Responses to Requests for Quotations are not Offers

December 8, 2015

The RFQ mistake

Listen to Richard Lieberman discuss “The RFQ mistake” on Federal News Radio.  He explains one scenario that recently happened to a contractor.

Source: Federal News Radio, Richard Lieberman, October 14, 2015

While the use of a request for quotation (RFQ) for a procurement may not be a true “no-win” situation, it may come close to that for a government contractor. That is particularly true when the contractor misses the delivery date, as in TTF, LLC, ASBCA No. 58495. The supplier has made what is called “the RFQ mistake.”

Follow the scenario below, which is abbreviated, but is essentially what TTF faced:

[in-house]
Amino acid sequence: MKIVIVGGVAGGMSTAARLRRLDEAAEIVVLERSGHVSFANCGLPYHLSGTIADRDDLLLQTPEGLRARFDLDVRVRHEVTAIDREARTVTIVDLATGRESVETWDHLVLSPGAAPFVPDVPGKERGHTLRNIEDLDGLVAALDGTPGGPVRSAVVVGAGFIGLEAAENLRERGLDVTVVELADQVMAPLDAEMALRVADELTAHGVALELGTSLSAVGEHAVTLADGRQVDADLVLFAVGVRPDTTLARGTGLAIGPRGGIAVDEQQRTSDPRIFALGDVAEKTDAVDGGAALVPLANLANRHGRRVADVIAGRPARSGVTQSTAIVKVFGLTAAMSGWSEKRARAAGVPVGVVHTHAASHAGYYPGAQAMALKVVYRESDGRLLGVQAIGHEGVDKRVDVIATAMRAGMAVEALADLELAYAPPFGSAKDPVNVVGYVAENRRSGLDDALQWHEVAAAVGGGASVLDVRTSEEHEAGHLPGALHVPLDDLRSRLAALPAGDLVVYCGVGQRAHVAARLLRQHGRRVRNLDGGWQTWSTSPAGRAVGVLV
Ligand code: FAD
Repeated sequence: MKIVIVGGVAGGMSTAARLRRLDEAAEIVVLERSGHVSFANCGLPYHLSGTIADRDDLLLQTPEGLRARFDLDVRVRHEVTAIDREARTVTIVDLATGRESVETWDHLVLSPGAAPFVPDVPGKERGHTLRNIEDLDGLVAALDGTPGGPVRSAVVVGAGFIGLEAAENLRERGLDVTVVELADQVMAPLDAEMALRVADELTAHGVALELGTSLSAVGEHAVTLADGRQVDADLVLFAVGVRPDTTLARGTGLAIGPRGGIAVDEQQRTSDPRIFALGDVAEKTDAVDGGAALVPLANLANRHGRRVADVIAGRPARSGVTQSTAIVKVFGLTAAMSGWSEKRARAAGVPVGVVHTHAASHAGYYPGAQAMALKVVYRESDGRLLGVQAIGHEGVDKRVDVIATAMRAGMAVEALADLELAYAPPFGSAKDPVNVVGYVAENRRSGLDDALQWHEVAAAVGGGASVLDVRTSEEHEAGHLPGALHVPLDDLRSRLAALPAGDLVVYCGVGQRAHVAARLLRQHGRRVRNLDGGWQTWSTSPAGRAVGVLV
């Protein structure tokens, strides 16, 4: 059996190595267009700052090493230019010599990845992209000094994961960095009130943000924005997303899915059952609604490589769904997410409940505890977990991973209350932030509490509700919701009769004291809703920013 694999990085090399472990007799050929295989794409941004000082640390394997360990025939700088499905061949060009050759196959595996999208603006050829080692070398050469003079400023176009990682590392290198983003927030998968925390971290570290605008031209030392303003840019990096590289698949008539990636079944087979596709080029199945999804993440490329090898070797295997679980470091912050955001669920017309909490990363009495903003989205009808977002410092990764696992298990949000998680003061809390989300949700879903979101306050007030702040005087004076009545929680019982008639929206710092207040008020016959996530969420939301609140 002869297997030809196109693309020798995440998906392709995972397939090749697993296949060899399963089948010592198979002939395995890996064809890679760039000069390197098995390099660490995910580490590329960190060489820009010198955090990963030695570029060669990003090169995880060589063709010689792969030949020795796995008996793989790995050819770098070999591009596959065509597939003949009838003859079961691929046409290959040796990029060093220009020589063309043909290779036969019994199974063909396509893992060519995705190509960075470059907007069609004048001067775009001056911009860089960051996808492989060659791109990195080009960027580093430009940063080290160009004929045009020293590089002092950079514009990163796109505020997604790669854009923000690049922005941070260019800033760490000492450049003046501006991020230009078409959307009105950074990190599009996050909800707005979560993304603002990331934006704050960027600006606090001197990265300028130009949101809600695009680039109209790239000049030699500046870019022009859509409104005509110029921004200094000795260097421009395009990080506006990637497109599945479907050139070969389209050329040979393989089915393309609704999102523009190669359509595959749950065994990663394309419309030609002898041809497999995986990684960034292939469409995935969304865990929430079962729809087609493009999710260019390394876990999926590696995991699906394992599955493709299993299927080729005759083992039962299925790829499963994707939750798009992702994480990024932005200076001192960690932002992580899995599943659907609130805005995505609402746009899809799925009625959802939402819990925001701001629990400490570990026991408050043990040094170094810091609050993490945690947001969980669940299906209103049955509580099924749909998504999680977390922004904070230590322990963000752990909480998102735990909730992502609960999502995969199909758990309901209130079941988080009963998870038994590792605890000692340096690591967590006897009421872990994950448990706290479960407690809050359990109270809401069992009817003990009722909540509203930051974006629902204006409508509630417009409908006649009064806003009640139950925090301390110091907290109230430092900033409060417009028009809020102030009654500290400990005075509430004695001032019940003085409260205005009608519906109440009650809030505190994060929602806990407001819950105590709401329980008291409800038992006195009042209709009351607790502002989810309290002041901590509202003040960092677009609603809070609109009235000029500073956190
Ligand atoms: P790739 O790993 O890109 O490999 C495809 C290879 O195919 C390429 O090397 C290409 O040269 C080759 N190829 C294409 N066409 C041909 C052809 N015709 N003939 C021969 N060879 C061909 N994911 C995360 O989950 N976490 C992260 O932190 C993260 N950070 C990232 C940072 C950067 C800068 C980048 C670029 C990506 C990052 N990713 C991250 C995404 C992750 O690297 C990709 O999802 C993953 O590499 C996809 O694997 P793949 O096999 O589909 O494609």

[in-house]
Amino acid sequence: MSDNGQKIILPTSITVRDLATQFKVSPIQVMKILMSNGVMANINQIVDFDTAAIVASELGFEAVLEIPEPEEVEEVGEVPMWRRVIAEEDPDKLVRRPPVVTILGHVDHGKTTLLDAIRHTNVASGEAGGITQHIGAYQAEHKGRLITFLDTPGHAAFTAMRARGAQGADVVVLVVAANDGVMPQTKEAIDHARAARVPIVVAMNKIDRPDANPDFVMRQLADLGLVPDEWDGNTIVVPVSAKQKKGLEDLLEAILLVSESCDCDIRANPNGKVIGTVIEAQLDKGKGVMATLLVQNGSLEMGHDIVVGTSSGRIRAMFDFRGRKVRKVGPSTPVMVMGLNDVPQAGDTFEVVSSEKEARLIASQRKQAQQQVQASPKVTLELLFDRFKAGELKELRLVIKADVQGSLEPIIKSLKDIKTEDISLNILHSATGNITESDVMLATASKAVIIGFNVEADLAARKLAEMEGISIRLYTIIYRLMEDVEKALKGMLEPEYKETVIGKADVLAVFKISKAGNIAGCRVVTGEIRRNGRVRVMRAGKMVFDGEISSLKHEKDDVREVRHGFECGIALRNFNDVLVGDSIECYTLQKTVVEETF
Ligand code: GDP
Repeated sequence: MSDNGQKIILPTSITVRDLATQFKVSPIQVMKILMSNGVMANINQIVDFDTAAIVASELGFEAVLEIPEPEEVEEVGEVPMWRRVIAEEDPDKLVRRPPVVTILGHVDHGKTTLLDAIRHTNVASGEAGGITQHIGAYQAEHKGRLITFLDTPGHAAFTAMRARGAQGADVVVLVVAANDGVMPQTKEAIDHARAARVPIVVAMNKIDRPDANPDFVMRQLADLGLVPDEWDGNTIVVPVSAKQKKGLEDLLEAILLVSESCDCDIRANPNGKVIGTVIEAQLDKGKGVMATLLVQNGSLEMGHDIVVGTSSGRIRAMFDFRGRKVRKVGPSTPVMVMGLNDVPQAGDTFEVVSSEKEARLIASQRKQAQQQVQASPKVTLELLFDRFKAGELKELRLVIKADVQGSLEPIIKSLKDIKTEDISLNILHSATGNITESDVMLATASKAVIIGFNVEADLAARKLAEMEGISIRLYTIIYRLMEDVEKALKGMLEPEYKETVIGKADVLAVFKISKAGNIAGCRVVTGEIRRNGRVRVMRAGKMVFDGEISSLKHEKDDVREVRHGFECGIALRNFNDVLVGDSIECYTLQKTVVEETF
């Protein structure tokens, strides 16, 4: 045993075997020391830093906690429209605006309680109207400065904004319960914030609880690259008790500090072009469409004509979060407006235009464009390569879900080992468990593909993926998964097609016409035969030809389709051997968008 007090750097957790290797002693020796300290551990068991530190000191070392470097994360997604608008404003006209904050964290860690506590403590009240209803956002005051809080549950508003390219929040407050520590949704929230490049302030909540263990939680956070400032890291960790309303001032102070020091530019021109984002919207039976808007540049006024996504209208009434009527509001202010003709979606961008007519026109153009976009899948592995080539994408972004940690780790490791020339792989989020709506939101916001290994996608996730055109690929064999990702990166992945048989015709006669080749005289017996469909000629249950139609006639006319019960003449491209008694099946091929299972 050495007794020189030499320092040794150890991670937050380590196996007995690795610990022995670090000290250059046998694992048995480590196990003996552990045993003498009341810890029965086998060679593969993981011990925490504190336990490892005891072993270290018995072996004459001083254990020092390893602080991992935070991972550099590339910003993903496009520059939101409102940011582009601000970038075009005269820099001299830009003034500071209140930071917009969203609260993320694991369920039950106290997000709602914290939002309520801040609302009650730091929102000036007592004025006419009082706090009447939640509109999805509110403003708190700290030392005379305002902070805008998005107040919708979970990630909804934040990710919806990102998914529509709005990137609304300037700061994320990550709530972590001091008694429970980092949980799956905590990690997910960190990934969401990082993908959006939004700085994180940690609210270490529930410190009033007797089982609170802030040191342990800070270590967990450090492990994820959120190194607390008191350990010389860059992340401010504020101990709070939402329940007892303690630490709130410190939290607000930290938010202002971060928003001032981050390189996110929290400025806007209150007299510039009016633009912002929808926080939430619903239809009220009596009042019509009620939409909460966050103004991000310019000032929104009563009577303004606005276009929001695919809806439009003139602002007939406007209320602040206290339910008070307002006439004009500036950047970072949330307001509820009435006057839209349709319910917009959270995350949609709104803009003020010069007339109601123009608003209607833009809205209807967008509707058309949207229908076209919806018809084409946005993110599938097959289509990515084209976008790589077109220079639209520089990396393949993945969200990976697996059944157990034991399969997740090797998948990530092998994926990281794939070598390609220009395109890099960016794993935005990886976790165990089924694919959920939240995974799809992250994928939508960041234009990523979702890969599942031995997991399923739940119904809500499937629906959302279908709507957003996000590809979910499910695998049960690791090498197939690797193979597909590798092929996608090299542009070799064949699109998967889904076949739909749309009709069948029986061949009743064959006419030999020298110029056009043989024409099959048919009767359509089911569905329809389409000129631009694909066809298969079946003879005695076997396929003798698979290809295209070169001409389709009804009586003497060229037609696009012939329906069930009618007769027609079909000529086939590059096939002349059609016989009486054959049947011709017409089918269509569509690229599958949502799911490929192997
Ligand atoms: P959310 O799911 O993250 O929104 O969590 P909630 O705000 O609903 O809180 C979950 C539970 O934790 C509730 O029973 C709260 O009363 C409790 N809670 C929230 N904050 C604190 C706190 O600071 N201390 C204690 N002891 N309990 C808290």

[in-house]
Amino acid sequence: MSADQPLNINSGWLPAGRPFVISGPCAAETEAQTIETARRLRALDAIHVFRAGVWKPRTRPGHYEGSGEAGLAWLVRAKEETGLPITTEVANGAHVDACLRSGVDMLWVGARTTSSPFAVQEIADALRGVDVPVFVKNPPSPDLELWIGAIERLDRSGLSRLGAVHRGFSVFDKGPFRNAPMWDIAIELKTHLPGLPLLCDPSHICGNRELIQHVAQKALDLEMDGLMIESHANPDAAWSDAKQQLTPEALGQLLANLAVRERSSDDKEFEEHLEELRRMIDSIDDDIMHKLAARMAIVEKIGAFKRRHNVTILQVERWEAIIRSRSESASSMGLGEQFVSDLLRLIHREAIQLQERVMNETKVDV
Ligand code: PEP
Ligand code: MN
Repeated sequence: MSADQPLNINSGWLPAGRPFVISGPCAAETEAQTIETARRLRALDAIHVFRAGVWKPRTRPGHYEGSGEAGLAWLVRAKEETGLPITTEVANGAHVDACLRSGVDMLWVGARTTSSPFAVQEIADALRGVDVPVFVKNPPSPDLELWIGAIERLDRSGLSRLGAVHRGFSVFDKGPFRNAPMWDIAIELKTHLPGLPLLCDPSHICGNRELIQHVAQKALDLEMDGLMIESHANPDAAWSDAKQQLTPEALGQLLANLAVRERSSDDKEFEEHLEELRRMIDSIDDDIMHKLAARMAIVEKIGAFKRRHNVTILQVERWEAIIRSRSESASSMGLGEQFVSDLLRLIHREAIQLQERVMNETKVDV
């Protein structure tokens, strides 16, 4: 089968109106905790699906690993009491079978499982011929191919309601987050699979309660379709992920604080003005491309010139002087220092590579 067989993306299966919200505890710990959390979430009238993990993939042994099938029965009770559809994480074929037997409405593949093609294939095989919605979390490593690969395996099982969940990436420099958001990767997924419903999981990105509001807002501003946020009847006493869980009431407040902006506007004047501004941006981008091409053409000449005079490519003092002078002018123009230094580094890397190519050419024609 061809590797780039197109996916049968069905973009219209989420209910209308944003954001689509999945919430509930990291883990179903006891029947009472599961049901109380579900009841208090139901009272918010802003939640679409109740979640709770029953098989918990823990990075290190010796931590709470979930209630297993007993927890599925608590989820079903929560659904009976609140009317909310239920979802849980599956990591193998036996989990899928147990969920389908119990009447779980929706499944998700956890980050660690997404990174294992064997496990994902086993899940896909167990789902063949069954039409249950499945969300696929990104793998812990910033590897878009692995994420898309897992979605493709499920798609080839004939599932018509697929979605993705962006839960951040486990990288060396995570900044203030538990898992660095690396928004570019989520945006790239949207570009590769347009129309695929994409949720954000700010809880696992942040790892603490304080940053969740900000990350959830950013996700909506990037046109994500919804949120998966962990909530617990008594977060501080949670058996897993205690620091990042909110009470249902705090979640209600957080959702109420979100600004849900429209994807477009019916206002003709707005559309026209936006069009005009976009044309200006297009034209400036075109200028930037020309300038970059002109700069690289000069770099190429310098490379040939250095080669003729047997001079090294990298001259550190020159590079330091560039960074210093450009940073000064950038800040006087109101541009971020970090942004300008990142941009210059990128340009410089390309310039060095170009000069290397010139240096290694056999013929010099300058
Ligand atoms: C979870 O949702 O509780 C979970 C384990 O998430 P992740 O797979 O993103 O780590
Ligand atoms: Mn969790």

• Agency issues an RFQ for 37 aircraft fuselage fairings.
  • TTF submits a responsive quote to the agency, which negotiates the price down slightly.

What’s going on here? The Federal Acquisition Regulation (FAR) is driving the result. FAR 2.101 recognizes two types of offers: (1) responses to invitations for bids in sealed bidding are offers called bids or sealed bids; (2) responses to requests for proposals in negotiated procurement are offers called proposals. However, responses to requests for quotations are not offers but are quotations or quote.  Read More …

Do you have questions about an RFQ received from the government? Contact your nearest PTAC for assistance with your response.


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 For help with Government Contracting: contact your nearest Procurement Technical Assistance Center (PTAC). Funded through Cooperative Agreements between the U.S. Department of Defense and state and local governments/institutions, PTACs provide free and low-cost assistance in virtually all areas of government contracting.